Great start to 2019. It’s probably the best I have felt coming out of Christmas into the new year. I didn’t have the extra weight from over eating and my fitness levels were good. I was setting some nice Strava segment PBs, which is always a nice motivator and I’d ticked off one of my new year’s resolution and joined my first ever running club.
You can probably sense a “but” coming and you’d be right. After a tough hill session on the trails of West Yorkshire, the next day I had a sore right knee. I rested it for 2 days and then did a recovery 5 mile run on the treadmill. There was still a dull pain but it wasn’t too worrying as I could keep going with a minimal discomfort.
I did 4 more runs that week, sometime the pain was there and other time is would just disappear. So, I turned too Google. After a quick search I quickly found that I had all the symptoms of Runners Knee.
I’d never hear of Runners Knee before but it seems to be a popular little injury in the running world. The official term is Patellofemoral Pain Syndrome.
Causes of Runners Knee:
- Overuse. Bending your knee again and again or doing a lot of high-stress exercises, like lunges and plyometrics (training that uses the way your muscles lengthen and shorten to boost their power), can irritate tissues in and around your kneecap.
- A direct hit to the knee, like from a fall or blow
- Your bones aren’t lined up (your doctor will call this malalignment). If any of the bones from your hips to your ankles are out of their correct position, including the kneecap, that can put too much pressure on certain spots. Then your kneecap won’t move smoothly through its groove, which can cause pain.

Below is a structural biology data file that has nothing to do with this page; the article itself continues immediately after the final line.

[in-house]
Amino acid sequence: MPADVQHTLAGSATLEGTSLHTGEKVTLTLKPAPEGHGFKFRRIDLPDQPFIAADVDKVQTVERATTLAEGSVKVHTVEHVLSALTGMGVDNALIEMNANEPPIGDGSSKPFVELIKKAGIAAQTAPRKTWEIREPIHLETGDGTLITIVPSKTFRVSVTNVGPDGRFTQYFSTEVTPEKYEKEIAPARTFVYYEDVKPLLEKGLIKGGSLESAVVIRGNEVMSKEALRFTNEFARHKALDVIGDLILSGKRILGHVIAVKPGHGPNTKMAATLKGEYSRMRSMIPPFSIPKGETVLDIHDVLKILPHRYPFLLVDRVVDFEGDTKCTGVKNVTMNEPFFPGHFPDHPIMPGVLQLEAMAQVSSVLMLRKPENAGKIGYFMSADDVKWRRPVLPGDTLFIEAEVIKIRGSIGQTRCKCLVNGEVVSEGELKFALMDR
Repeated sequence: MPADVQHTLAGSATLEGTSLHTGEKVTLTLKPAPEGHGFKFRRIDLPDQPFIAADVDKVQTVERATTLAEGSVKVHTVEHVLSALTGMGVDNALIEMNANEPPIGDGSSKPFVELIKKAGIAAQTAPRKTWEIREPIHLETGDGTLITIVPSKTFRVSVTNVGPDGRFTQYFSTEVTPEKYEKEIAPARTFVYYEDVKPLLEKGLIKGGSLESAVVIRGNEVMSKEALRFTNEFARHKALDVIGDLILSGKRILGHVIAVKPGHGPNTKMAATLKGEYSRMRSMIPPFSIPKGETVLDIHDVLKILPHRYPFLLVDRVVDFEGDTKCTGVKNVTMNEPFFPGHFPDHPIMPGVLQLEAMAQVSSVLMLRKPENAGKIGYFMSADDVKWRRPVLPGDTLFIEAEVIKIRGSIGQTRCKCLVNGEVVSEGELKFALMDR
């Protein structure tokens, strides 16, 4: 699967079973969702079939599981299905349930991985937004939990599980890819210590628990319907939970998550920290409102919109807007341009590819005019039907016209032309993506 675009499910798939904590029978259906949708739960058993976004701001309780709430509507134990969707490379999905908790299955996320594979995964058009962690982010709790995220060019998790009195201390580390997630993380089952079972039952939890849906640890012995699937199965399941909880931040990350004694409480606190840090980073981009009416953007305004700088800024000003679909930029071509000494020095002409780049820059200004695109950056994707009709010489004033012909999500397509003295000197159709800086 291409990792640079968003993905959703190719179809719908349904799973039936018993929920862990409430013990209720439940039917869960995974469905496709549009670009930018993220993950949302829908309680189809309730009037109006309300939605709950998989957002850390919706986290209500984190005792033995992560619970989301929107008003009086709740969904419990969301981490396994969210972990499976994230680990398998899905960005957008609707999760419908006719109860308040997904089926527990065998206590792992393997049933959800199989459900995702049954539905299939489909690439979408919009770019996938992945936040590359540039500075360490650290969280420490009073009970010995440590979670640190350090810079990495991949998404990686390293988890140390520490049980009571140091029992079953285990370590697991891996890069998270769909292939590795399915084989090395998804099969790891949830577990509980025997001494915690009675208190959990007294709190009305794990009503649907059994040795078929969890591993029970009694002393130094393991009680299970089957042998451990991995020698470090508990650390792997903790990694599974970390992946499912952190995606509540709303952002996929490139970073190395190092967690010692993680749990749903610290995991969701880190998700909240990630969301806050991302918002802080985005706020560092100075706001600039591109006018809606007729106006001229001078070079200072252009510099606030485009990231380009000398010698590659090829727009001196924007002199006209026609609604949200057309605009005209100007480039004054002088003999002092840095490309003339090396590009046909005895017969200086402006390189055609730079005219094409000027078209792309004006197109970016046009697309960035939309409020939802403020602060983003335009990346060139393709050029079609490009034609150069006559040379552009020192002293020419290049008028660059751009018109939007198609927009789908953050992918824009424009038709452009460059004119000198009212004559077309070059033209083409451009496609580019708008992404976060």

- Problems with your feet, like hypermobile feet (when the joints in and around them move more than they should), fallen arches (flat feet), or overpronation (which means your foot rolls down and inward when you step). These often change the way you walk, which can lead to knee pain.
- Weak or unbalanced thigh muscles. The quadriceps, those big muscles in the front of your thigh, keep your kneecap in place when you bend or stretch the joint. If they’re weak or tight, your kneecap may not stay in the right spot.
- Chondromalacia patella, a condition in which the cartilage under your kneecap breaks down
So, I would put my injury down to overuse after not running a lot in December and then feeling so good in January I probably increased the miles too fast. Also, I have had tight hamstrings and quads. So a combination of both these factors has resulted in an early break to my ultra-training.
Injuries happen, it’s the unfortunate side of training and pushing yourself to achieve your goals. I have had a few injuries over the years, but this is my first running related injury. Playing football or squash is normally the route cause.
Because it’s early stages of my training plan, it’s not panic station yet. So I have taken the decision to rest for a full week, get some physio and learn what I can do to prevent this or another injury that could be more untimely.
Rather than get down about not been able to run, I’m turning this negative into a positive. The incident has highlighted areas for improvement. I need to introduce specific strength training and stretches that focus on areas I know that I now need extra attention
I will now start to include more targeted strength training to build up my quads to add stability to the knee. I have also done some research on how best to stretch the outer hip and gluts to give myself the best chance of recovery and to not get a recurring injury.
Fingers crossed that the next I post I’m running free.